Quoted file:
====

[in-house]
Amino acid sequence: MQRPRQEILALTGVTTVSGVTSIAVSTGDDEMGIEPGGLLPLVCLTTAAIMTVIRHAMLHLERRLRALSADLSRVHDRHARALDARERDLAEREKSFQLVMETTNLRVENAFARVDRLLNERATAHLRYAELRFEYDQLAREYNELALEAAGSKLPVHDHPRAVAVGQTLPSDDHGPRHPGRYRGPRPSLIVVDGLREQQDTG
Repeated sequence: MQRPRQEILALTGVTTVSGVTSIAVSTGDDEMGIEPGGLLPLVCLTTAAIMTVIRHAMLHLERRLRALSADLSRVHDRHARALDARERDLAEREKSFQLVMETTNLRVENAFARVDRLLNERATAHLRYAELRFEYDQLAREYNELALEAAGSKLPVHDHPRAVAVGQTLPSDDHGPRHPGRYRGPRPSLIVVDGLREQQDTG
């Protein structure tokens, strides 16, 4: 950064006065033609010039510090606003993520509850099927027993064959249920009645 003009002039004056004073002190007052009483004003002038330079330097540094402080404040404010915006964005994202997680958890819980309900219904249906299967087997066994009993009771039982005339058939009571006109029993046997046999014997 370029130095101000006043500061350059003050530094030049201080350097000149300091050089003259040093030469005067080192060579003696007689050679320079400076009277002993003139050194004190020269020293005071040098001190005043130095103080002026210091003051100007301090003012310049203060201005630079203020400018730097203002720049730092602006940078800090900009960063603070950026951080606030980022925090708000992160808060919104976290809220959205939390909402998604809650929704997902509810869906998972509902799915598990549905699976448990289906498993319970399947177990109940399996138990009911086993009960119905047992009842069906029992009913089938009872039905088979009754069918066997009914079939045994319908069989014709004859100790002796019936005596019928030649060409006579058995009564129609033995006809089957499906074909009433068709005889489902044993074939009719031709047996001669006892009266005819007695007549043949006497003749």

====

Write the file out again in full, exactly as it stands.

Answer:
[in-house]
Amino acid sequence: MQRPRQEILALTGVTTVSGVTSIAVSTGDDEMGIEPGGLLPLVCLTTAAIMTVIRHAMLHLERRLRALSADLSRVHDRHARALDARERDLAEREKSFQLVMETTNLRVENAFARVDRLLNERATAHLRYAELRFEYDQLAREYNELALEAAGSKLPVHDHPRAVAVGQTLPSDDHGPRHPGRYRGPRPSLIVVDGLREQQDTG
Repeated sequence: MQRPRQEILALTGVTTVSGVTSIAVSTGDDEMGIEPGGLLPLVCLTTAAIMTVIRHAMLHLERRLRALSADLSRVHDRHARALDARERDLAEREKSFQLVMETTNLRVENAFARVDRLLNERATAHLRYAELRFEYDQLAREYNELALEAAGSKLPVHDHPRAVAVGQTLPSDDHGPRHPGRYRGPRPSLIVVDGLREQQDTG
């Protein structure tokens, strides 16, 4: 950064006065033609010039510090606003993520509850099927027993064959249920009645 003009002039004056004073002190007052009483004003002038330079330097540094402080404040404010915006964005994202997680958890819980309900219904249906299967087997066994009993009771039982005339058939009571006109029993046997046999014997 370029130095101000006043500061350059003050530094030049201080350097000149300091050089003259040093030469005067080192060579003696007689050679320079400076009277002993003139050194004190020269020293005071040098001190005043130095103080002026210091003051100007301090003012310049203060201005630079203020400018730097203002720049730092602006940078800090900009960063603070950026951080606030980022925090708000992160808060919104976290809220959205939390909402998604809650929704997902509810869906998972509902799915598990549905699976448990289906498993319970399947177990109940399996138990009911086993009960119905047992009842069906029992009913089938009872039905088979009754069918066997009914079939045994319908069989014709004859100790002796019936005596019928030649060409006579058995009564129609033995006809089957499906074909009433068709005889489902044993074939009719031709047996001669006892009266005819007695007549043949006497003749």